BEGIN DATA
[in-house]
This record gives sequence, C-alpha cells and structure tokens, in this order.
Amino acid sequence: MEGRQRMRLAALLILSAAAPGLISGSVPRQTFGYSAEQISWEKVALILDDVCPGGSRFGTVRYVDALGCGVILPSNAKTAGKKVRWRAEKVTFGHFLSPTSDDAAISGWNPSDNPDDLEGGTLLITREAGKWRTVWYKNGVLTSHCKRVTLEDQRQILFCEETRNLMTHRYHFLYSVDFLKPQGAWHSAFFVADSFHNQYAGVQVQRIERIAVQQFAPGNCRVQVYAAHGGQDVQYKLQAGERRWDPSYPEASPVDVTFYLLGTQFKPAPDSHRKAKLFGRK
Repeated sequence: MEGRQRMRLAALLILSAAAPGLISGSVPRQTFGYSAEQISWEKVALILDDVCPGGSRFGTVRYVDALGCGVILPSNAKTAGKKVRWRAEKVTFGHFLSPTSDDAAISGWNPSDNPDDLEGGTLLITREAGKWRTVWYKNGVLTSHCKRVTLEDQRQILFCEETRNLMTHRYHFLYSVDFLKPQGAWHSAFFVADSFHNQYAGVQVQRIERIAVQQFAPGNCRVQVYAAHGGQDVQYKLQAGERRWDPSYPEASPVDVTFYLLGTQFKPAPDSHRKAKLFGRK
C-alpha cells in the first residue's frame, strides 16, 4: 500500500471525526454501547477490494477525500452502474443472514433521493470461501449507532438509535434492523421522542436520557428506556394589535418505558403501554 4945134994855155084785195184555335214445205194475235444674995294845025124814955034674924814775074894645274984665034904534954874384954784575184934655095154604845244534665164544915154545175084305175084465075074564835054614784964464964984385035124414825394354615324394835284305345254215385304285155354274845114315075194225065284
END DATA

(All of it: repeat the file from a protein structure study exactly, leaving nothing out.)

[in-house]
This record gives sequence, C-alpha cells and structure tokens, in this order.
Amino acid sequence: MEGRQRMRLAALLILSAAAPGLISGSVPRQTFGYSAEQISWEKVALILDDVCPGGSRFGTVRYVDALGCGVILPSNAKTAGKKVRWRAEKVTFGHFLSPTSDDAAISGWNPSDNPDDLEGGTLLITREAGKWRTVWYKNGVLTSHCKRVTLEDQRQILFCEETRNLMTHRYHFLYSVDFLKPQGAWHSAFFVADSFHNQYAGVQVQRIERIAVQQFAPGNCRVQVYAAHGGQDVQYKLQAGERRWDPSYPEASPVDVTFYLLGTQFKPAPDSHRKAKLFGRK
Repeated sequence: MEGRQRMRLAALLILSAAAPGLISGSVPRQTFGYSAEQISWEKVALILDDVCPGGSRFGTVRYVDALGCGVILPSNAKTAGKKVRWRAEKVTFGHFLSPTSDDAAISGWNPSDNPDDLEGGTLLITREAGKWRTVWYKNGVLTSHCKRVTLEDQRQILFCEETRNLMTHRYHFLYSVDFLKPQGAWHSAFFVADSFHNQYAGVQVQRIERIAVQQFAPGNCRVQVYAAHGGQDVQYKLQAGERRWDPSYPEASPVDVTFYLLGTQFKPAPDSHRKAKLFGRK
C-alpha cells in the first residue's frame, strides 16, 4: 500500500471525526454501547477490494477525500452502474443472514433521493470461501449507532438509535434492523421522542436520557428506556394589535418505558403501554 4945134994855155084785195184555335214445205194475235444674995294845025124814955034674924814775074894645274984665034904534954874384954784575184934655095154604845244534665164544915154545175084305175084465075074564835054614784964464964984385035124414825394354615324394835284305345254215385304285155354274845114315075194225065284